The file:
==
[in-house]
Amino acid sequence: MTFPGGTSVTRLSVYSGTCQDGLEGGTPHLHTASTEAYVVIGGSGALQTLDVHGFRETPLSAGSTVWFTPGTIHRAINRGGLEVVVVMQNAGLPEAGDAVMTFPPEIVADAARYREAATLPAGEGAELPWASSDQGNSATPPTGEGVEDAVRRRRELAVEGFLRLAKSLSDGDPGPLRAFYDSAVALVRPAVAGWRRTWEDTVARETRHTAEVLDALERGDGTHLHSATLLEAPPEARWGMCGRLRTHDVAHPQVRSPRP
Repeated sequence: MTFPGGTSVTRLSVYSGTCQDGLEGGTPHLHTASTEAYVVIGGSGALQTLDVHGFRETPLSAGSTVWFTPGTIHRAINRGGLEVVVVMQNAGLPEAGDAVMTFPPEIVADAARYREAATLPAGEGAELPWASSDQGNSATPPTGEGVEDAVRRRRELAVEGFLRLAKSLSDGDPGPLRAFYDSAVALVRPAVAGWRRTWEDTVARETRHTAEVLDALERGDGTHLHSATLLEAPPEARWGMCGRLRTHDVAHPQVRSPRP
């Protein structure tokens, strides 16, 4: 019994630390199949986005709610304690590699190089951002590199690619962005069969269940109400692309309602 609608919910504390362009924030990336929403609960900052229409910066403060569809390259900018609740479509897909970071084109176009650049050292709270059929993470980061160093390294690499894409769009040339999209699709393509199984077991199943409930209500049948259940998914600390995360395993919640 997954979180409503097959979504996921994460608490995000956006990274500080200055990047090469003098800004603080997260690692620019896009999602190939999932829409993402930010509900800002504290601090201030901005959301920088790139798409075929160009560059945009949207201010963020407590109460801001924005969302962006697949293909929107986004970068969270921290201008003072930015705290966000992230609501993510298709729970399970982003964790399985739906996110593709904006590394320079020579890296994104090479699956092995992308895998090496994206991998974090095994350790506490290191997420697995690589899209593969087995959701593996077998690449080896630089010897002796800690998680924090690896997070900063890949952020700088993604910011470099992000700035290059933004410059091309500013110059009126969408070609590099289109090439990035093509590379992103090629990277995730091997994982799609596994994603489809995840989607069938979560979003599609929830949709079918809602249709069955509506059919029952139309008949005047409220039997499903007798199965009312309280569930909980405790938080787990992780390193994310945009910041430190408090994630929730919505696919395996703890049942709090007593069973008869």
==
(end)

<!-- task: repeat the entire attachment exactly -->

[in-house]
Amino acid sequence: MTFPGGTSVTRLSVYSGTCQDGLEGGTPHLHTASTEAYVVIGGSGALQTLDVHGFRETPLSAGSTVWFTPGTIHRAINRGGLEVVVVMQNAGLPEAGDAVMTFPPEIVADAARYREAATLPAGEGAELPWASSDQGNSATPPTGEGVEDAVRRRRELAVEGFLRLAKSLSDGDPGPLRAFYDSAVALVRPAVAGWRRTWEDTVARETRHTAEVLDALERGDGTHLHSATLLEAPPEARWGMCGRLRTHDVAHPQVRSPRP
Repeated sequence: MTFPGGTSVTRLSVYSGTCQDGLEGGTPHLHTASTEAYVVIGGSGALQTLDVHGFRETPLSAGSTVWFTPGTIHRAINRGGLEVVVVMQNAGLPEAGDAVMTFPPEIVADAARYREAATLPAGEGAELPWASSDQGNSATPPTGEGVEDAVRRRRELAVEGFLRLAKSLSDGDPGPLRAFYDSAVALVRPAVAGWRRTWEDTVARETRHTAEVLDALERGDGTHLHSATLLEAPPEARWGMCGRLRTHDVAHPQVRSPRP
């Protein structure tokens, strides 16, 4: 019994630390199949986005709610304690590699190089951002590199690619962005069969269940109400692309309602 609608919910504390362009924030990336929403609960900052229409910066403060569809390259900018609740479509897909970071084109176009650049050292709270059929993470980061160093390294690499894409769009040339999209699709393509199984077991199943409930209500049948259940998914600390995360395993919640 997954979180409503097959979504996921994460608490995000956006990274500080200055990047090469003098800004603080997260690692620019896009999602190939999932829409993402930010509900800002504290601090201030901005959301920088790139798409075929160009560059945009949207201010963020407590109460801001924005969302962006697949293909929107986004970068969270921290201008003072930015705290966000992230609501993510298709729970399970982003964790399985739906996110593709904006590394320079020579890296994104090479699956092995992308895998090496994206991998974090095994350790506490290191997420697995690589899209593969087995959701593996077998690449080896630089010897002796800690998680924090690896997070900063890949952020700088993604910011470099992000700035290059933004410059091309500013110059009126969408070609590099289109090439990035093509590379992103090629990277995730091997994982799609596994994603489809995840989607069938979560979003599609929830949709079918809602249709069955509506059919029952139309008949005047409220039997499903007798199965009312309280569930909980405790938080787990992780390193994310945009910041430190408090994630929730919505696919395996703890049942709090007593069973008869």